„If you’re in a hurry, walk slowly. Better or correctly quoted from Japanese, take a detour.
During my professional journey, I’ve noticed twice how beneficial it is to take this quote to heart.
Both times, pressure and the daily rush to meet EOD deadlines stood as a steadfast guiding principle for good work, as only those who spent a lot of time meticulously crafting charts and lingering in the confines of these PowerPoint galleys were rewarded with the sweetest morsels.
This peculiar approach to motivation ultimately yielded few positive results. Clients abandoned ship, new clients could feel the pressure under which they were presented with something, and they preferred to sail toward their goals with other vessels.
The high-pressure environment and the notion that the longer you stayed, the more you delivered became an example of what not to do for me.
Taking your time doesn’t mean dawdling or being ineffective. A focused and efficient approach to the journey is more likely to propel you forward.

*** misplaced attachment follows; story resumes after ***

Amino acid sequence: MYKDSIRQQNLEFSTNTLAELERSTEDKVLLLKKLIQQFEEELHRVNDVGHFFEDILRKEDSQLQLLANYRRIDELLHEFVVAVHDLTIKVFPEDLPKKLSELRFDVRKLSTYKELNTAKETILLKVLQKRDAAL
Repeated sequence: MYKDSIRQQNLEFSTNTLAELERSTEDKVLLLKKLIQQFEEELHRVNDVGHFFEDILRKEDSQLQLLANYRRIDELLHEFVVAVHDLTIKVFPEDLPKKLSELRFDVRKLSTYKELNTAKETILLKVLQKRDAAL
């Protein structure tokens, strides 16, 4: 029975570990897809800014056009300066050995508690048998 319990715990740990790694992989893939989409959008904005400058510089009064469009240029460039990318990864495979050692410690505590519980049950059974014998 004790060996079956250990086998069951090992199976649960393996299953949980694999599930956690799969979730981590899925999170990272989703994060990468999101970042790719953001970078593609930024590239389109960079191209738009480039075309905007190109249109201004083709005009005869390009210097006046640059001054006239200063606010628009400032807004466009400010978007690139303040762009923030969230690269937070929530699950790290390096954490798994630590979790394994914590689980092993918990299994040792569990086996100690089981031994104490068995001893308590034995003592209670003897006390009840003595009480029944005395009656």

Charts come together on the first attempt, the wording flows smoothly, and the team spirit is marked by the desire to reach the goal together without stumbling along the way.
In one’s personal life, it’s also better to think twice before reacting immediately. The initial thought might be correct, but it doesn’t have to be. The famous „sleep on it“ approach is usually a good idea.
I’m grateful that today, in the world of work, the path has changed. Lunch breaks are seen as a moment of rest, working hours are not just a minimum requirement for presence, and presence alone says nothing about the value of one’s work.“